Abortion pill manufacturer GenBioPro filed a lawsuit Wednesday arguing that West Virginia’s sweeping ban on the procedure is unconstitutional — one of a spate of suits testing the legality of medication abortion in the post-Roe legal landscape.

GenBioPro manufactures mifepristone, the first pill in a two-drug regimen used to carry out medication abortion. Medication abortion has become a hot-button issue since the Supreme Court’s June decision to overturn Roe v. Wade, which guaranteed a constitutional right to abortion.

Medication abortion now accounts for more than half of all abortions carried out in the United States, according to the Guttmacher Institute, a research group that supports abortion rights. The Biden administration has sought to shore up access to abortion pills, even as more than a dozen states have banned the procedure.

The drugmaker, which filed its case in West Virginia federal court, argues that the FDA’s regulations on abortion medication override state law. Also on Wednesday, an abortion provider sued North Carolina officials for the state’s stringent requirements for the use of mifepristone. In November, anti-abortion medical providers filed the “anti-abortion mirror” of the two suits, legal expert Rachel Rebouché said; that lawsuit argues the FDA acted outside of its authority in approving medication abortion in 2000. The outcomes of the cases could determine who can access medication abortion amid the patchwork of abortion laws that have sprung up across the country since the high court’s decision.

“Think about one federal court in Texas saying mifepristone shouldn’t be on the market, one federal court in North Carolina saying the FDA preempts state law,” Rebouché, dean of Temple University’s law school, said in an interview with NBC News. “There’s bound to be confusion.”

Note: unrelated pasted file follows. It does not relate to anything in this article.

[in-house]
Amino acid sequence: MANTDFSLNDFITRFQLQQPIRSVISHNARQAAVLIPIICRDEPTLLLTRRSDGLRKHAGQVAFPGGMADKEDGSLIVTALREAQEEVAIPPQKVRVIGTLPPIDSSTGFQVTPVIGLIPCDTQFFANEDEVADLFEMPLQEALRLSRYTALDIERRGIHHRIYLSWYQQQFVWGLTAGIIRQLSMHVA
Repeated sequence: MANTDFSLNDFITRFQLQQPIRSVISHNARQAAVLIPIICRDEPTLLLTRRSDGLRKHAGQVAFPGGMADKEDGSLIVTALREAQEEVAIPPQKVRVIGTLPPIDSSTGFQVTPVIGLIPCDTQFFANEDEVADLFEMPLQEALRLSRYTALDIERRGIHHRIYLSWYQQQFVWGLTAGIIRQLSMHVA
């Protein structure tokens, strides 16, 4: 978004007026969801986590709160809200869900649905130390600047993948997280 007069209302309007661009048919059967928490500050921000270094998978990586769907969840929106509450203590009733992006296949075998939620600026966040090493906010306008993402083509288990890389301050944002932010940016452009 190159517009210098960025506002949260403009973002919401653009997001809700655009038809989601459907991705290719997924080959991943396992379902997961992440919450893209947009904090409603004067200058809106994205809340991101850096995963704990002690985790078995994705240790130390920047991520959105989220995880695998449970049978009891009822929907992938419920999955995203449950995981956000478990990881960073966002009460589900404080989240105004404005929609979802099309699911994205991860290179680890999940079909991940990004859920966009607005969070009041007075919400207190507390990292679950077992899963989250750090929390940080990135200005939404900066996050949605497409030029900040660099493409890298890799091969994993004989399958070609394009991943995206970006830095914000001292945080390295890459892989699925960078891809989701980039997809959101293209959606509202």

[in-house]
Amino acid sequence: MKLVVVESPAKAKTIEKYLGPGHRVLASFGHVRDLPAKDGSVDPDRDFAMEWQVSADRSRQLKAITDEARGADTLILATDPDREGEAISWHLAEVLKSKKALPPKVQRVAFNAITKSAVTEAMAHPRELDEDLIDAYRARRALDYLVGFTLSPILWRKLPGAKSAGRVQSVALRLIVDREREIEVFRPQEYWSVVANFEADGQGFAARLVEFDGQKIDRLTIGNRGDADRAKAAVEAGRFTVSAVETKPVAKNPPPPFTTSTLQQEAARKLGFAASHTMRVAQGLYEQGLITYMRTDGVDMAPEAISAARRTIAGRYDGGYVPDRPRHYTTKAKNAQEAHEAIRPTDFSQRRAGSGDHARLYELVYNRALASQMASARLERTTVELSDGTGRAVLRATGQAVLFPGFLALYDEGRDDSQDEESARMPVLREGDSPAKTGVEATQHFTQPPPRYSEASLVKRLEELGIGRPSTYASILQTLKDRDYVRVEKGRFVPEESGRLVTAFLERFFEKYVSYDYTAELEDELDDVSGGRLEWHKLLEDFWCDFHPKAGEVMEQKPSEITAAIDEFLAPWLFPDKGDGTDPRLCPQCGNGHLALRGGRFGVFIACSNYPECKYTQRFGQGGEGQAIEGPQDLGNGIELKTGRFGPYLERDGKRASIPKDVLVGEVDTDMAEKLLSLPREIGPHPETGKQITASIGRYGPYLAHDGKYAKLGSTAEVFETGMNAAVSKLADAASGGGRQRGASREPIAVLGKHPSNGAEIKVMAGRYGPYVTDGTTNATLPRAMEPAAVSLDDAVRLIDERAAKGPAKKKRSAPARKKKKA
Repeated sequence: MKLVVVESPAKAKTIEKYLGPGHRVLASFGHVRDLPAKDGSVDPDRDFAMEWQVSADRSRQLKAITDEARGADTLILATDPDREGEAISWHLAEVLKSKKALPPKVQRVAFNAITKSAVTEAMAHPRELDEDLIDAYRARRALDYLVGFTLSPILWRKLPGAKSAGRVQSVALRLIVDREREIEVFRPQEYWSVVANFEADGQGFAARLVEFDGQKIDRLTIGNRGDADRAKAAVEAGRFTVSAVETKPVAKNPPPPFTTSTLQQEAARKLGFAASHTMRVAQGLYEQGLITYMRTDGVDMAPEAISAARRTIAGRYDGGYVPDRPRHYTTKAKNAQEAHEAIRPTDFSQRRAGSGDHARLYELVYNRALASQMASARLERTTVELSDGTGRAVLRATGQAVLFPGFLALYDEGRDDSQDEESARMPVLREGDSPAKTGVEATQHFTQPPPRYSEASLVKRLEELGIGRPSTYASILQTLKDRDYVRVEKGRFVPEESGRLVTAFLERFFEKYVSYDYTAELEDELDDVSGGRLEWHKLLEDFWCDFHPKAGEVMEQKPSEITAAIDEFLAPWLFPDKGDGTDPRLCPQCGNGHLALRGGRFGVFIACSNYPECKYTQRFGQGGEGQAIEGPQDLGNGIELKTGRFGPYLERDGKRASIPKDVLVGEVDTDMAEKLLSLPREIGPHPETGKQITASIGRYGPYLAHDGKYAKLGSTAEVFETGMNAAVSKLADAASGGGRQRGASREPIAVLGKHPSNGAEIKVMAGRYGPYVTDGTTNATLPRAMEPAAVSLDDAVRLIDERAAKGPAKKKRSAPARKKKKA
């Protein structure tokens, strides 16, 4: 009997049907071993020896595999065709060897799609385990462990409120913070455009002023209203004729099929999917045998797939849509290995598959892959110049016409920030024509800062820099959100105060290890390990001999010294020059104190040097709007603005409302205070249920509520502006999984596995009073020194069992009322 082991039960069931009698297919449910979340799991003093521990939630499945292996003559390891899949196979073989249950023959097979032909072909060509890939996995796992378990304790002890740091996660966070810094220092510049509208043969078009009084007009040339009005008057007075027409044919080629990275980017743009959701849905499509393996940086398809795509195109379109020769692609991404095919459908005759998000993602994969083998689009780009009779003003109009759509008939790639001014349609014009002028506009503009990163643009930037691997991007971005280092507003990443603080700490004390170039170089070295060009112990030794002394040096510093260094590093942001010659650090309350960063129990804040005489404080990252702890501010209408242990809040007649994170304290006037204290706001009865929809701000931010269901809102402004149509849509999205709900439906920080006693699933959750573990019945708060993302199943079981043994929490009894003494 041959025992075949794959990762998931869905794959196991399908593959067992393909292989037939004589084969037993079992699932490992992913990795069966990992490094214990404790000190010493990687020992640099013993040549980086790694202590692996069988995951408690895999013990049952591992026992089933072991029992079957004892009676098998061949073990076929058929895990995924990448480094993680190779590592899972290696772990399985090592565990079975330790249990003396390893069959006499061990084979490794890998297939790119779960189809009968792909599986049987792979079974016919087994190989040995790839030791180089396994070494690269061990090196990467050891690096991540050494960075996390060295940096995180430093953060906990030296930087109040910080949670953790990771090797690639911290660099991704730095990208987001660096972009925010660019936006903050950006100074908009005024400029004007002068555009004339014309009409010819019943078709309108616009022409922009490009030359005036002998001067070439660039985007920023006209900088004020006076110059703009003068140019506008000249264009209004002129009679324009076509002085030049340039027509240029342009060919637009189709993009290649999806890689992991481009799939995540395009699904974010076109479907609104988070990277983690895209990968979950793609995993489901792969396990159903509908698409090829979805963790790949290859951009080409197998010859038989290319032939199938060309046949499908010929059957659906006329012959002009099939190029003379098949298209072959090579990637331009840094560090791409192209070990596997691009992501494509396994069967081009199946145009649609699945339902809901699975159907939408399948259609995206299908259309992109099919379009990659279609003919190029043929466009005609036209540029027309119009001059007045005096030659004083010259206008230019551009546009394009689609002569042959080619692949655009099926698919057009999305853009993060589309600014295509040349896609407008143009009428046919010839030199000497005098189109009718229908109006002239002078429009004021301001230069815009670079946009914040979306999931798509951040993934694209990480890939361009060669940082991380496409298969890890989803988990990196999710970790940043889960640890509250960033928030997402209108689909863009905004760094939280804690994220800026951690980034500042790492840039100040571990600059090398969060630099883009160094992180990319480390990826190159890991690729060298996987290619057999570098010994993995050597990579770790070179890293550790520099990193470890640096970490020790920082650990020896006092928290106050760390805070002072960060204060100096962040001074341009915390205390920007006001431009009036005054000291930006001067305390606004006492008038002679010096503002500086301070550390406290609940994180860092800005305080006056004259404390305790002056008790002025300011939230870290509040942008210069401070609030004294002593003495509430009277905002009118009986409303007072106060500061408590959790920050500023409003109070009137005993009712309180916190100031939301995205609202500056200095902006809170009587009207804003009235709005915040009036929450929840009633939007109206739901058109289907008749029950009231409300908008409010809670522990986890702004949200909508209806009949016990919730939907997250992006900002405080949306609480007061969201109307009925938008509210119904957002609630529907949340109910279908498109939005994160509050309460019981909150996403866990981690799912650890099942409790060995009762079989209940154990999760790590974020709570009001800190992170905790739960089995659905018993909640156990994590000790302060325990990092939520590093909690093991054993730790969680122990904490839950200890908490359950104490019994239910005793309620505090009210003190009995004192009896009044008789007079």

The FDA approved mifepristone for medication abortion at up to 10 weeks of pregnancy more than two decades ago. The agency widened access to the drug in 2021 by allowing providers to prescribe abortion pills by telemedicine and send them to patients by mail, and it has taken additional actions to broaden availability more recently.

In September, West Virginia’s governor signed legislation outlawing abortion in almost all cases. The state also restricts the use of telemedicine to prescribe mifepristone.

GenBioPro said West Virginia’s restrictions have caused it significant losses in sales, customers and revenue. The suit argues that state legislation must give way to the federal regulatory authority granted to the FDA by Congress. The North Carolina lawsuit relies on a similar argument. 

“Abortion law and the status of the legality of abortion flickers on and off,” Rebouché said. “One day it’s a constitutional right, the next day there’s a Supreme Court decision, in the weeks after a dozen states rushed to criminalize, those laws are still being interpreted, and on top of it, these conflicts between states and the federal government. We’re just seeing a really dynamic, fast-changing legal landscape.”

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